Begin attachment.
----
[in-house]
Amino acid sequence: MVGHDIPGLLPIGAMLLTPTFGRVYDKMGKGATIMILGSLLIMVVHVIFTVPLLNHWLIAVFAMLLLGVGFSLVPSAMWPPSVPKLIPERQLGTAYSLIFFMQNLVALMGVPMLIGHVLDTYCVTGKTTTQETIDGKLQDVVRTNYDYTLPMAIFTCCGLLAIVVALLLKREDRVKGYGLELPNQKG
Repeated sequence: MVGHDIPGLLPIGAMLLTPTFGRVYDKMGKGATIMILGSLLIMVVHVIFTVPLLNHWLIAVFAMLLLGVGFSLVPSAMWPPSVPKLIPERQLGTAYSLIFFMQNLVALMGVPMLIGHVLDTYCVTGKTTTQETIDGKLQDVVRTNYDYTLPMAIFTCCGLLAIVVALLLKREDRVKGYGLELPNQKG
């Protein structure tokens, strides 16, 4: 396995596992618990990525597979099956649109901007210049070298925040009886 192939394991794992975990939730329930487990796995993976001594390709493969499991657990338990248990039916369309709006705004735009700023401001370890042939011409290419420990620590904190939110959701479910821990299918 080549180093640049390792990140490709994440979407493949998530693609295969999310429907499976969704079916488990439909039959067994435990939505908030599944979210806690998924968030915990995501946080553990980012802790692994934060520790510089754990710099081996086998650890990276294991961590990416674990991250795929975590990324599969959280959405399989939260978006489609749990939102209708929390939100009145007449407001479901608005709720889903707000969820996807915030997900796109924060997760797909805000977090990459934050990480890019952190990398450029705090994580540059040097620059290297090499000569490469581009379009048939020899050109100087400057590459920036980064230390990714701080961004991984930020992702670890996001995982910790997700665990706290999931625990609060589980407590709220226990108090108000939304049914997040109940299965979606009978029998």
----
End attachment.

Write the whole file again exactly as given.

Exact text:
[in-house]
Amino acid sequence: MVGHDIPGLLPIGAMLLTPTFGRVYDKMGKGATIMILGSLLIMVVHVIFTVPLLNHWLIAVFAMLLLGVGFSLVPSAMWPPSVPKLIPERQLGTAYSLIFFMQNLVALMGVPMLIGHVLDTYCVTGKTTTQETIDGKLQDVVRTNYDYTLPMAIFTCCGLLAIVVALLLKREDRVKGYGLELPNQKG
Repeated sequence: MVGHDIPGLLPIGAMLLTPTFGRVYDKMGKGATIMILGSLLIMVVHVIFTVPLLNHWLIAVFAMLLLGVGFSLVPSAMWPPSVPKLIPERQLGTAYSLIFFMQNLVALMGVPMLIGHVLDTYCVTGKTTTQETIDGKLQDVVRTNYDYTLPMAIFTCCGLLAIVVALLLKREDRVKGYGLELPNQKG
């Protein structure tokens, strides 16, 4: 396995596992618990990525597979099956649109901007210049070298925040009886 192939394991794992975990939730329930487990796995993976001594390709493969499991657990338990248990039916369309709006705004735009700023401001370890042939011409290419420990620590904190939110959701479910821990299918 080549180093640049390792990140490709994440979407493949998530693609295969999310429907499976969704079916488990439909039959067994435990939505908030599944979210806690998924968030915990995501946080553990980012802790692994934060520790510089754990710099081996086998650890990276294991961590990416674990991250795929975590990324599969959280959405399989939260978006489609749990939102209708929390939100009145007449407001479901608005709720889903707000969820996807915030997900796109924060997760797909805000977090990459934050990480890019952190990398450029705090994580540059040097620059290297090499000569490469581009379009048939020899050109100087400057590459920036980064230390990714701080961004991984930020992702670890996001995982910790997700665990706290999931625990609060589980407590709220226990108090108000939304049914997040109940299965979606009978029998």